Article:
Special to the Journal
LEXINGTON, Ky. – A six-run third inning was more than enough to buoy another strong Chris Ellis start, and No. 16 Ole Miss topped No. 17 Kentucky 12-4 to open the series Friday.
Ellis gave up five hits and two earned runs over 7 innings and has now given up three earned runs or fewer in 10 of his 11 starts this season. He struck out four and walked three, hitting one batter over 110 pitches.
Ole Miss coach Mike Bianco said it isn’t always easy pitching with such a big lead, especially against a prolific offense like Kentucky’s.
“You’re supposed to go in there and attack the strike zone (with a big lead), and when you’re facing an offense like that, it’s tough,” Bianco said. “But I thought he did a great job. It seemed like every time they got a baserunner on, he was able to bear down and keep innings from extending.”
Ole Miss took an early lead when Sikes Orvis led off the top of the second with his team-leading 10th home run of the season, but A.J. Reed made quick work to retire the next three Rebel batters.
Then Ole Miss poured it on.
Left fielder Braxton Lee reached on an error by shortstop Matt Reida, and Auston Bousfield doubled him in. Catcher Will Allen followed with an RBI single.
With two out and Reed facing the bottom of the Rebels’ lineup, shortstop Errol Robinson plated one run on a single, second baseman Preston Overbey’s fifth double of the year scored two, and right fielder Will Jamison singled the other way to score Overbey.
Lee ended the inning with a strikeout, but he was the last batter Reed would face. The Wildcats’ star lefty finished gave up eight hits and seven runs, two earned, in 3 innings and 71 pitches thrown. It was Reed’s first start this season in which he didn’t last at least five innings and throw at least 99 pitches.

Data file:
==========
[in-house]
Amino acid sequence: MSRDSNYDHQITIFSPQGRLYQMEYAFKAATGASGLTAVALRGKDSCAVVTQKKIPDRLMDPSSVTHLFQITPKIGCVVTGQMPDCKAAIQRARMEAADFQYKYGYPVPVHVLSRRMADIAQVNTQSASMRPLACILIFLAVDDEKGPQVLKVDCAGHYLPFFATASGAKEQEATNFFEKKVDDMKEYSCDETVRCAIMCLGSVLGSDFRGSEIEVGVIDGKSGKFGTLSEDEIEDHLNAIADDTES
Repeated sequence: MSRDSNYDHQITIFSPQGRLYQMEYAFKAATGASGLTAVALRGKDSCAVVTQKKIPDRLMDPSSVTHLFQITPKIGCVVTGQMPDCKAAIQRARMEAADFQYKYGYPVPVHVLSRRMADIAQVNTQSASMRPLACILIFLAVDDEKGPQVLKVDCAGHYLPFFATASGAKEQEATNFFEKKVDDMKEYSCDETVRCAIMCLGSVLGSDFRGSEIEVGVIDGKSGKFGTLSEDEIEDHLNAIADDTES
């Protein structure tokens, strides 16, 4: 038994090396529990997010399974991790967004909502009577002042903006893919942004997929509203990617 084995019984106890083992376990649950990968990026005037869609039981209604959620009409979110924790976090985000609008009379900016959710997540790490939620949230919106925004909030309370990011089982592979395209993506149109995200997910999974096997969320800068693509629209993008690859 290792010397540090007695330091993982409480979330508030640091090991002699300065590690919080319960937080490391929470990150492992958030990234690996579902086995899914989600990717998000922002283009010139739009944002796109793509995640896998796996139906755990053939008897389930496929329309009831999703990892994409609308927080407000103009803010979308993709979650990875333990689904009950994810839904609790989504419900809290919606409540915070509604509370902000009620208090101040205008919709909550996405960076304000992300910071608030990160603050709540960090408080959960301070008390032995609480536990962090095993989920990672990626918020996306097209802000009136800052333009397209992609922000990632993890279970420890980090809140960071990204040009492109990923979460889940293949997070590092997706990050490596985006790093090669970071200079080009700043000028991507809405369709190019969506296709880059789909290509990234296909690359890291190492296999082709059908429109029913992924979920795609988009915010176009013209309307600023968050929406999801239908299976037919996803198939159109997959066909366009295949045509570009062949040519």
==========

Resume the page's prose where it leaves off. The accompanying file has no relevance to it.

Ellis was cruising easily through one of the most potent offenses in the country until the third time through the lineup. Reed, the NCAA leader in home runs and slugging percentage, hit his 17th homer of the season in the sixth. He finished 1 for 4.
“I thought it was a good pitch. I threw it, and he hit it. I didn’t even want to look at it. Just give me the ball back. It was a change-up, low and away. I don’t know if he knew it was coming or what, but he’s a great hitter.”
Allen was 3 for 5, leading five Rebels with multiple hits. But the star Friday was Ellis.
“I thought I had good command of all my pitches, especially my fastball,” he said. “It starts with fastball command. I certainly want to pitch off my fastball. It’s important to see what’s going for strikes in the first couple of innings, that way I know what’s coming. Then the defense picked me up, and that was huge.”